As Kipling represents it, however, the call of Empire is a humanitarian one. (We might bear in mind the fact that in the US the phrase ‘white man’ was current as a term of commendation, meaning straight or decent. Kipling himself made use of it in this sense, in the letter of 20 June 1900 to John St Loe Strachey [Letters Vol 3, Ed. Pinney]. Kipling’s belief that non-western and ‘primitive’ peoples were waiting to be developed and improved was shared by contemporary thinkers who took their lead from Social Darwinism; the ‘more evolved’ nations must guide those which are ‘less evolved’ into a more ‘civilised’ way of running their societies. Hence the now insulting references to subject races as children. There is no doubt that Kipling also shared the assumptions of his Western contemporaries concerning the superiority of light over dark in the matter of skin tone, notions that received support from the terminology of religion. Christianity traditionally associated black with sin and the devil and white with purity. Thus Kipling joined in consigning entire races to inferiority, even while he might express admiration and respect in the case of individual non-Europeans.

The poem is also a warning. As a man who had worked shoulder to shoulder with those upholding the Raj for seven years in India, Kipling was entitled to speak with authority of the costs involved – the dangers of sickness and the risk of death by violence – in undertaking such a task. He had seen how young men sent out from India died in droves ‘at the regulation age of 22 or thereabouts.’

Notes on the Text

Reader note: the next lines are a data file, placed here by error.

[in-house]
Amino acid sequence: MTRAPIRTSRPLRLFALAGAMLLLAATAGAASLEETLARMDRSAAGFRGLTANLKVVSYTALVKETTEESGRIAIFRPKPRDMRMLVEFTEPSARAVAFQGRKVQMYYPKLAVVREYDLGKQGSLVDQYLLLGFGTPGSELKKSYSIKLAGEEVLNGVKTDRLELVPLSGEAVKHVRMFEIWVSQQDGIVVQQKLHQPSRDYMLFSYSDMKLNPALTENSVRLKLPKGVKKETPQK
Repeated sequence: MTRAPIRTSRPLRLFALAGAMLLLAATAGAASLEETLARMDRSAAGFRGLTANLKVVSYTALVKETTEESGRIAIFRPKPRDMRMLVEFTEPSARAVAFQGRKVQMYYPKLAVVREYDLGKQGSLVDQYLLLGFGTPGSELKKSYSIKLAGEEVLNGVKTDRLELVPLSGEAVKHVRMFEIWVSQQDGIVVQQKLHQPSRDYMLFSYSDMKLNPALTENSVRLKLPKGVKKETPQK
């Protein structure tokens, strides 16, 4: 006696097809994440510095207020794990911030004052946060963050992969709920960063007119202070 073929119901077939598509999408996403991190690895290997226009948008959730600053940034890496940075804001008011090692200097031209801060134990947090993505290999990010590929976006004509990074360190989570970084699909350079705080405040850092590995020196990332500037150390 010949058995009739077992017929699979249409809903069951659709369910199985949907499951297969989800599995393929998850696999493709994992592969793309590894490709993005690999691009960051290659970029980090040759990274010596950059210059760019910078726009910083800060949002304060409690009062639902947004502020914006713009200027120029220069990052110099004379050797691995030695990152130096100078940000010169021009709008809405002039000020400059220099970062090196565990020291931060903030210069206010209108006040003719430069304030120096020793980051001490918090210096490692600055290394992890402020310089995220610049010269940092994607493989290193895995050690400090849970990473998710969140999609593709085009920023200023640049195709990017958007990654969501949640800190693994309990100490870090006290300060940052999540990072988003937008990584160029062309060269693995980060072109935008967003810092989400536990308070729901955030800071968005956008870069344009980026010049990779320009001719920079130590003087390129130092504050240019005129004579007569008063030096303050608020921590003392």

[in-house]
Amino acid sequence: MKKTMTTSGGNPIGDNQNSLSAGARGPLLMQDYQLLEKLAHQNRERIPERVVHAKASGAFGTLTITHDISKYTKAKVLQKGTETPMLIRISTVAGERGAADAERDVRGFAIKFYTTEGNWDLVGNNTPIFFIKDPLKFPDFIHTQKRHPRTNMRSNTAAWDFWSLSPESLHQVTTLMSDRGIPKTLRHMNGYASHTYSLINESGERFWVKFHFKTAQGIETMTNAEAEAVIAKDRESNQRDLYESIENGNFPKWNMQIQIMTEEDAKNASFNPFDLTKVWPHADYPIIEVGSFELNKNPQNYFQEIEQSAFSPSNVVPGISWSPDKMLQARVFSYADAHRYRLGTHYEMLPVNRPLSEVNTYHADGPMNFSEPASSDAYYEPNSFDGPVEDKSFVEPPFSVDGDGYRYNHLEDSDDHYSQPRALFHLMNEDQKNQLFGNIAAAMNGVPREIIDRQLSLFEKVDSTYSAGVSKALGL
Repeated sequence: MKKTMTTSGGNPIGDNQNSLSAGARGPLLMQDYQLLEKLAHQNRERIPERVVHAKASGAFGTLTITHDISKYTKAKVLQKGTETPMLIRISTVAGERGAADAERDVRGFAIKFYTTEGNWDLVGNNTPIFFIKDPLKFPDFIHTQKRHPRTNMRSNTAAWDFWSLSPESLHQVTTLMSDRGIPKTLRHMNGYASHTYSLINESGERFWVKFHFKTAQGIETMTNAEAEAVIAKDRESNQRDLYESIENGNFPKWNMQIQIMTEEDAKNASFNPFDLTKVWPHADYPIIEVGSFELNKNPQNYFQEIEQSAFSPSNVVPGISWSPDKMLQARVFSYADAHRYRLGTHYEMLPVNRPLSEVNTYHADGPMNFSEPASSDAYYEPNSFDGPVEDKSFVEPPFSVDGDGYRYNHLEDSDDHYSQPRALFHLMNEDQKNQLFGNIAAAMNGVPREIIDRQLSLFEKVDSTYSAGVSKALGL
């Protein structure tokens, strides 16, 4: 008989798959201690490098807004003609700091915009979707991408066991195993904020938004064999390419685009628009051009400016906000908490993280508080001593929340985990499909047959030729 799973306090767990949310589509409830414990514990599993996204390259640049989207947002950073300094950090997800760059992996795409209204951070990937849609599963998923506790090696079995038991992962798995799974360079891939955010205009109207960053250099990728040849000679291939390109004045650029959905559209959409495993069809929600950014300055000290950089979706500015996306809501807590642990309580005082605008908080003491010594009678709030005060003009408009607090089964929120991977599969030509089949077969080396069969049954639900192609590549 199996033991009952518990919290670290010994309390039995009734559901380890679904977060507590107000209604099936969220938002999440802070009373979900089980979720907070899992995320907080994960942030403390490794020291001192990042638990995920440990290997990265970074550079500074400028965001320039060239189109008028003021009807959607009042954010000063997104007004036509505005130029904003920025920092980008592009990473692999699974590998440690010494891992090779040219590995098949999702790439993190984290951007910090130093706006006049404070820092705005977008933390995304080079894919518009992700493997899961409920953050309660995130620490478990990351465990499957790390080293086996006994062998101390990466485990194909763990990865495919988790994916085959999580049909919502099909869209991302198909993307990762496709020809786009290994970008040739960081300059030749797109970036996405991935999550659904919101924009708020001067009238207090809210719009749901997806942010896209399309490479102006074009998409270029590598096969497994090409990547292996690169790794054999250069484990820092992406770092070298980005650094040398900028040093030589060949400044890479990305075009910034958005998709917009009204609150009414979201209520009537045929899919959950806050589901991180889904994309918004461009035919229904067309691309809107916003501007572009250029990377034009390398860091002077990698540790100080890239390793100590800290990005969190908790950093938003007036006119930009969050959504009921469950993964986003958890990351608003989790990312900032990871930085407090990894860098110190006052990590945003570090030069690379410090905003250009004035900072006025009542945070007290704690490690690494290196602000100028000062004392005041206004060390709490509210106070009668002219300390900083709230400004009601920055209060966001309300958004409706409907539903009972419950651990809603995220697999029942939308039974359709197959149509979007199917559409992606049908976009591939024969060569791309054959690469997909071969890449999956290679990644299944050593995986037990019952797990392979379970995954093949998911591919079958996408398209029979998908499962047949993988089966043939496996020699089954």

(by Mary Hamer drawing on various sources, in particular Ralph Durand, “A Handbook to the Poetry of Rudyard Kipling” 1914.)

On its original publication, the poem bore the heading ‘An Address to the United States’.

[Stanza 1] Half-devil and half-child: see note on publication history, above. For the coloniser wishing to install his own Western notions of decency and right behaviour, alien behaviours might be dismissed as indications of moral collapse.

fluttering:  unsteady, as in a bird struggling to hold its balance in a high wind.

[Stanza 4] No tawdry rule of kings: cf “The Old Issue”, also collected in The Five Nations. ‘Tawdry’ was originally ‘iron’

sweeper: in India, the lowest caste, assigned to clearing up refuse and human waste.

The ports ye shall not enter . . . ye shall not tread: By the Treaty of Paris the United States undertook to hand back Cuba, the Philippines, and Puerto Rico to their own inhabitants after ten years; this provision was in fact honoured only technically, as the US retained control of the Philippines until 1946, while Puerto Rico is still classed as an unincorporated territory of the United States. Cuba regained its independence in 1902. Nevertheless, under a treaty of 1903, the US continues to hold the port of Guantanamo. It has exploited this to set up a prison camp there, whose legality has been repeatedly questioned, in the name of combating terror.

[Stanza 5] Why brought ye us . . .Egyptian night?: The Israelites complained against Moses, who had led them out of Egypt where they were enslaved, when they found themselves going hungry in the wilderness. Exodus: 16, 2-3. For the association between Egypt and darkness see also Exodus 10,22

[Stanza 6] Gods: originally ‘God’.


©Mary Hamer 2007 All rights reserved